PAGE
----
Mr. Herz stated that Mr. Foster was having audio difficulties where he cannot speak and said that he will communicate questions for him. Mr. Foster said that a previous consultant insisted that 99% of the oil was removed and asked how that can be true.   Mr. Rahlston stated that he cannot speak to what others have said. Mr. Kozel stated that he was not sure which consultant uttered that remark or the basis for that percentage. He said that there were things presented by previous consultants that MDE did not agree with and that may be one of those statistics.

Mr. Herz stated that he was still confused by the silica gel technology. He said that what he was hearing was that in terms of standards for clean-up, they were using silica gel for testing purposes for additional information in their diagnosis, but not for the actual clean-up. Mr. Guttman stated that from a technical perspective, the silica gel was useful as it removed polar compounds and helped them see what else was in the ground by showing a broad swath from a regulatory perspective. He said that there were chemicals other than petroleum hydrocarbons in the soil.

Mayor Cerino stated that levels were shown before and after the surfactant was used in the monitoring wells. He said that significant spikes were shown from 2011-2013, which was after the period of time that the pump and treat was shut down (2011). He said that the system was turned back on because there was oil showing in the monitoring wells at that time. Therefore, when the flow is artificially stopped he was concerned there would be a similar spike. Mr. Guttman stated that the amount of detection was less than half-inch, which they consider to be a minimum amount, and likely happened because oil was hung up or trapped in the filter pack near the well and drained due to the cone of depression disappearing. Mayor Cerino stated that is a problem if it gets into the drinking wells. Mr. Guttman stated that the drinking wells were hundreds of feet away from the monitoring wells. Mr. Ingersoll stated that the connection of why the oil reappeared in wells after the 2011-2012 shutdown was not made in the slide presentation and that was disturbing to him as it seemed an apparent reason why those spikes of free product occurred. He asked that the charts for those years be put up again so the large spike could be viewed in context.

Mr. Guttman stated that what he was trying to show was that there was no product coming into the monitoring wells and has not been for some time. Mr. Sipes stated that there was measurable thickness (.4’) in a recovery well in December 2018. Mr. Rahlston stated that the 2018 detection was a surface spill as noted in documentation from Ms. Bull. Ms. Bull stated that she would review her data.

Mr. Herz stated that Mr. Foster asked if silica gel methodology has been used for decisions regarding stopping pump and treat systems anywhere else in Maryland. Mr. Rahlston stated that the TPHDRO 1 part per million requirement was put together specifically for this remediation case. He said that 1 part per million is a general threshold that is not applied universally in Maryland. He said that all available data is reviewed to see whether it was an appropriate time to turn it off. He said that they did expect there would be rebound, which was what Mayor Cerino pointed out in the charts. He said that all associated data with a remediation system, surrounding monitoring wells, capture zones, and other factors are reviewed before deciding to turn off a system. He said that there was a settlement agreement between the State and the Hospital calling out a threshold of 1 part per million which was proposed by the Hospital. He said that was not a measure to determine if it was okay to turn off a system.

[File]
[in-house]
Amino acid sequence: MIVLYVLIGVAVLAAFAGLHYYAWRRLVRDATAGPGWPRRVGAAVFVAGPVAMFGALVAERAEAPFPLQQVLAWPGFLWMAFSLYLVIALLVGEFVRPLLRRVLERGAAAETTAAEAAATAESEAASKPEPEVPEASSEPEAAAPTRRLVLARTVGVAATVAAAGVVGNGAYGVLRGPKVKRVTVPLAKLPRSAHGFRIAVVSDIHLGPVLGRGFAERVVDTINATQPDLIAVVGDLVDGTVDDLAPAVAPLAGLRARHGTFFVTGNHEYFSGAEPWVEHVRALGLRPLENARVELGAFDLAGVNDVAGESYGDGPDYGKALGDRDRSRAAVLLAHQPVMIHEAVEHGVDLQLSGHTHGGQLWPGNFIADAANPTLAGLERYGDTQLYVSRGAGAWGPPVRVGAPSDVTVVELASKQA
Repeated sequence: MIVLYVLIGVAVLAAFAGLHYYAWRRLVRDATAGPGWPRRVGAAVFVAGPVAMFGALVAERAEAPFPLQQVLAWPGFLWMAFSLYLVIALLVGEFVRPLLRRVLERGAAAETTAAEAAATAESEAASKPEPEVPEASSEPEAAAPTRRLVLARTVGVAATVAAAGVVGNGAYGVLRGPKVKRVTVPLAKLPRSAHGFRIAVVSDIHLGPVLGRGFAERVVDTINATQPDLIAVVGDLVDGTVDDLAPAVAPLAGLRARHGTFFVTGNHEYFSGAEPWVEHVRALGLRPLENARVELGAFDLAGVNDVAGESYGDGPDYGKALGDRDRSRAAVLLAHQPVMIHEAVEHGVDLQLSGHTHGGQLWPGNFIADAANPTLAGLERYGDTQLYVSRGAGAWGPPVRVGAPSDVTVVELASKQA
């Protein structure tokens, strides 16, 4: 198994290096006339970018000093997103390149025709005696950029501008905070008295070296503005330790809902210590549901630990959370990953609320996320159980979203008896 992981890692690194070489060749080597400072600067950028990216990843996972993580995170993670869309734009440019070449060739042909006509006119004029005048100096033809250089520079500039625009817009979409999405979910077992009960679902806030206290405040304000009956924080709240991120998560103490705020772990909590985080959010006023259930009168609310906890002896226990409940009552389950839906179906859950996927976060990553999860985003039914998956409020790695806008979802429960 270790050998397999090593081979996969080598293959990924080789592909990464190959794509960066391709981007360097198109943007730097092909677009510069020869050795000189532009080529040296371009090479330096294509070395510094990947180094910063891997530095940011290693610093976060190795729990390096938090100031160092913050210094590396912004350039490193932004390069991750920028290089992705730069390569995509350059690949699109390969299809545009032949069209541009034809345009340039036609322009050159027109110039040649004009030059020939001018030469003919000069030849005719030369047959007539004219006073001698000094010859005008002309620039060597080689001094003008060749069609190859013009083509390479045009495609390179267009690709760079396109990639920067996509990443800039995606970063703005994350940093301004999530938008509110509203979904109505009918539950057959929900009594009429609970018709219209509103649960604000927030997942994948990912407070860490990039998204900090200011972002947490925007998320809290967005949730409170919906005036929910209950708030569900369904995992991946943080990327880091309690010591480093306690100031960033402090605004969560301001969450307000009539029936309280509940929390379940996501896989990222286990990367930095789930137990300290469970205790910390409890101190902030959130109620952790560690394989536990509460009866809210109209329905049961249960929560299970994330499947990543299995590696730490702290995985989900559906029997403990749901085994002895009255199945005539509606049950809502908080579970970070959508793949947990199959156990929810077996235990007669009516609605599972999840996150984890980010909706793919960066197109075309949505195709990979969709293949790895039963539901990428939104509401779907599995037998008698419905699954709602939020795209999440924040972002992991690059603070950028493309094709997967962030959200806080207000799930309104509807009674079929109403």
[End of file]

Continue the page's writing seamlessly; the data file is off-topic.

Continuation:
Mr. Rahlston stated that MDE deemed it was an appropriate time to allow a trial shutdown in a controlled and measured way. He said that the Hospital was not permitted to ask the State to shutdown the system until the threshold of 1-part per million was met and then to evaluate all data, not only TPHDRO, before making a decision to allow a trial shut down.

Mr. Rahlston stated that some of the questions raised by Mr. Foster have been answered in a written submittal to the Mayor and Council, and it was on the MDE website. He said that silica gel has been proposed for other cases in the State of Maryland but was not something that they have decided to use as there was a cost associated with it. The decision points for the other cases was that the use of silica gel was deemed unnecessary for its use as a data collection tool. He said that this is the only case he was aware of that silica gel was actively used in a consistent manner. Mr. Rahlston stated that to distinguish cases, the other cases presented to use silica gel were more extensive remediation in the sense that there was higher concentration in the ground, not low level as was the issue at the Hospital site.

Mayor Cerino asked what would happen in the future. He said that word was received that a year-long trial shutdown period would take place and then there was an unauthorized shut down and said that the repercussions of the unauthorized shut down were ongoing. Mayor Cerino also asked if the pump and treat system was currently in operation.

Mr. Rahlston stated that the pump and treat system is operating and said that a letter was sent to the Hospital on September 9, 2020 requesting that they begin to collect natural attenuation parameters. He said that the data is showing that there is natural attenuation occurring, however, there are better and more direct measurements that the Hospital has just begun to collect. He said at least two rounds of samplings were requested quarterly, the first taking place in October. That data will be compiled and disseminated to MDE and the Town for review which will help them decide how to proceed. The factors of deterioration and microbes consuming the residual product will be analyzed at that time. Mr. Rahlston stated that if there was a decision to turn off the pump and treat system it would not be authorized until sometime in the spring of 2021, as a trial, with the time period of the shutdown determined at that time.